Event control is the hub of smooth event-day operations and it is absolutely central to the running of the day, with constant communication and information flow in and out. But perhaps where it's most important - and most tested - is when the unexpected happens. Major incidents can have safety, financial, reputational or legal ramifications so you need to deal with them well. Here we open the door and let you look into the resolution of an incident in event control.
An incident has arisen. What's the process?
Incidents are by their very nature a surprise and your reaction to it will have to be spontaneous! But there is a lot that you can do to prepare beforehand, and there are practices to stick to immediately afterwards.
Ideally, everything you need to resolve an incident should be in place long before the incident occurs. That includes contingency plans specific to types of incident (fire, lost child: the classics!), clear responsibilities of who is in charge of what when resolving an incident in event control, and clear lines of communication for your team or volunteers on the ground.
Then, when an incident occurs, three things need to happen: the incident needs to be reported, recorded, and resolved. The former probably won't happen in event control, and the latter might not either - but the recording is essential for event control, and any input that supports the resolution of the incident too. The three steps will preferably take place in that order, but as things happen quickly on the ground, it might be resolved first!
Reporting: as mentioned, there need to be clear, pre-established lines of communication, and rules about what is escalated to event control and when. Your on-the-ground staff are the eyes and ears of event control - they'll possess vital information and they need to know how to deal with it depending on its severity and relevance.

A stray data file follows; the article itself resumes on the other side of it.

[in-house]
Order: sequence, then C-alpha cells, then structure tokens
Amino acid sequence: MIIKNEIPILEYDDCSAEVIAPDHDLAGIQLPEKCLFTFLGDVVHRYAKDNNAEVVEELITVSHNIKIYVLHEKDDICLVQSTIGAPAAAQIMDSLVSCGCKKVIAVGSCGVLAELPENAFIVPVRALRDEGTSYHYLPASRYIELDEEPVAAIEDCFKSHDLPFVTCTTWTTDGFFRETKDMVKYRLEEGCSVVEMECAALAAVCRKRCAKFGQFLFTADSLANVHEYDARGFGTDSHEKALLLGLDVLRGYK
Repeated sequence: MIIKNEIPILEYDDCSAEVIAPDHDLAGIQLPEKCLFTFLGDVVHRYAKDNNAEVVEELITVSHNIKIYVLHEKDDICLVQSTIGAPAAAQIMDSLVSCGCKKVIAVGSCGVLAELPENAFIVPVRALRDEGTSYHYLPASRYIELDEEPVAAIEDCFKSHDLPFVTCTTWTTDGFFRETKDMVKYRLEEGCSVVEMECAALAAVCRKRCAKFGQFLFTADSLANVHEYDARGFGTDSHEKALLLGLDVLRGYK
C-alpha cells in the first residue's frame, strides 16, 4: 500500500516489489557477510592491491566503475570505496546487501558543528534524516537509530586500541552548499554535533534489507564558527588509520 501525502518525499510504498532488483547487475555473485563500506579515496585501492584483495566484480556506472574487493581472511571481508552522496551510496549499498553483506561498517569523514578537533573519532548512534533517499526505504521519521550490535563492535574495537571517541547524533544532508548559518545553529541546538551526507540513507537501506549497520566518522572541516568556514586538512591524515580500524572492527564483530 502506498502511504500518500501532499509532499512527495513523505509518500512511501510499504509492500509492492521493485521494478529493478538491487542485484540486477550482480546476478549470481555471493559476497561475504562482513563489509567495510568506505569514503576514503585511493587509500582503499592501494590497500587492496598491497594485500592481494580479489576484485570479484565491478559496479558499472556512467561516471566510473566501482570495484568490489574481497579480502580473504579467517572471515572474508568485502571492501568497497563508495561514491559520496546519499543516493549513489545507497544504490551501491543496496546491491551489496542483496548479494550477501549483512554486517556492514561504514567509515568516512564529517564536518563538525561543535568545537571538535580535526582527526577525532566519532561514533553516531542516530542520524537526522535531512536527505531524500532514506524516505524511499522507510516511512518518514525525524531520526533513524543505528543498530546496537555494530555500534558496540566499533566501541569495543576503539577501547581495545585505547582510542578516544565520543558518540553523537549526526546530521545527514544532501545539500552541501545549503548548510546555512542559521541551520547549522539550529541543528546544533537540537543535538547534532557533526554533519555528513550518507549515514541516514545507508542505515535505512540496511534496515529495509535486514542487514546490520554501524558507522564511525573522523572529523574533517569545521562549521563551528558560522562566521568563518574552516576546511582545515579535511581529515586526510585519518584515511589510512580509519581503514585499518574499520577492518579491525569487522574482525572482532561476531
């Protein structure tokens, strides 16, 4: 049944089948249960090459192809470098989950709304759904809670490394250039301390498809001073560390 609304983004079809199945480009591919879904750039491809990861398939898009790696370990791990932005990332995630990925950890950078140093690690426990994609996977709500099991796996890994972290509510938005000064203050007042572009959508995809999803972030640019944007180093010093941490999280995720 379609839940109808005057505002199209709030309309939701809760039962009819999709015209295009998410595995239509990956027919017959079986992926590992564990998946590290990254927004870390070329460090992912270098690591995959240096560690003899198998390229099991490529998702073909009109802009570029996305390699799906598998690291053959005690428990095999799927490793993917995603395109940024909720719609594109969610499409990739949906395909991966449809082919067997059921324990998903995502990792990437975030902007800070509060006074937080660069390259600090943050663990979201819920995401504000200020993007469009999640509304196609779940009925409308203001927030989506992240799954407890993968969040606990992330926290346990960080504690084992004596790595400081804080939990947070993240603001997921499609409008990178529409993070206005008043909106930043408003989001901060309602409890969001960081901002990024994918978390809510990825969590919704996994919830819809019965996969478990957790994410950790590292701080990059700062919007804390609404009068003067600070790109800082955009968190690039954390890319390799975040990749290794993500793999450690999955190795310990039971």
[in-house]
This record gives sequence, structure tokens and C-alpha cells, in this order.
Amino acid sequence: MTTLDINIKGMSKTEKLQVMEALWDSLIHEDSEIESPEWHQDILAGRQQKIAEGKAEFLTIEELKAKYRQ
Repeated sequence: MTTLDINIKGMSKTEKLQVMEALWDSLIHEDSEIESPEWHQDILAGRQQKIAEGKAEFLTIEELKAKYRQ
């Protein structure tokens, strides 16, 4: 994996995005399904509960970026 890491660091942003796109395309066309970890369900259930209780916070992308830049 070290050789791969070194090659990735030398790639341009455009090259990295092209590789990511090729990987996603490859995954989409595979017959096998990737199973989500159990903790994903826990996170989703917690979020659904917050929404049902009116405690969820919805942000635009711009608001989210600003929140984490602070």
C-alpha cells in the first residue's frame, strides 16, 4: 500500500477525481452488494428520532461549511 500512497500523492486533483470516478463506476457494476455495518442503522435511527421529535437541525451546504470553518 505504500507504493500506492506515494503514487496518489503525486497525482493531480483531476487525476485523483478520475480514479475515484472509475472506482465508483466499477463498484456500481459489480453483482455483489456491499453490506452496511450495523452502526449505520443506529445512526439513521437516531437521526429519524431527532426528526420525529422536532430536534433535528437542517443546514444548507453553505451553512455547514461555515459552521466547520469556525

Recording: confirm and record everything that is known. In fact, make clear in advance what type of information needs to be known, as event control don't need to know every detail. But cause, location, severity, time, any relevant images, responsible person, agency or department, and any communication that has already taken place - that's the kind of info that's needed. Logging is essential, in case required for legal or other investigation after the event. If it's not written down, it doesn't exist.
Resolving: this, hopefully, is where your pre-event planning pays off. The relevant individual(s) should consult relevant material such as contingency plans and liaise with relevant parties so that the right people know the right thing to do. Analyse any implications and deal with the incident sensibly, to ensure that you're not making any financial, legal or reputational mistakes - and send out any required comms as appropriate.
We previously wrote an article outlining the very basic good practices that you must follow in your incident management:
- Prepare thoroughly. Map out incident categories and fully involve agencies, teams and individuals.
- Respond consistently. Build out exhaustive contingency plans and response checklists and make them readily available to team members.
- Ensure accountability. Keep separate lists of general log items and incidents to allow for everything that happens to be recorded.
You can never prepare for an exact instance of an incident, but you can get good processes in place, sort out responsibilities and be confident that when an incident does pop up, you - or any member of your team, or volunteer - are well-briefed to deal with it. Then you're ready to resolve incidents in event control.
Why not learn more about WeTrack's incident management and event control module?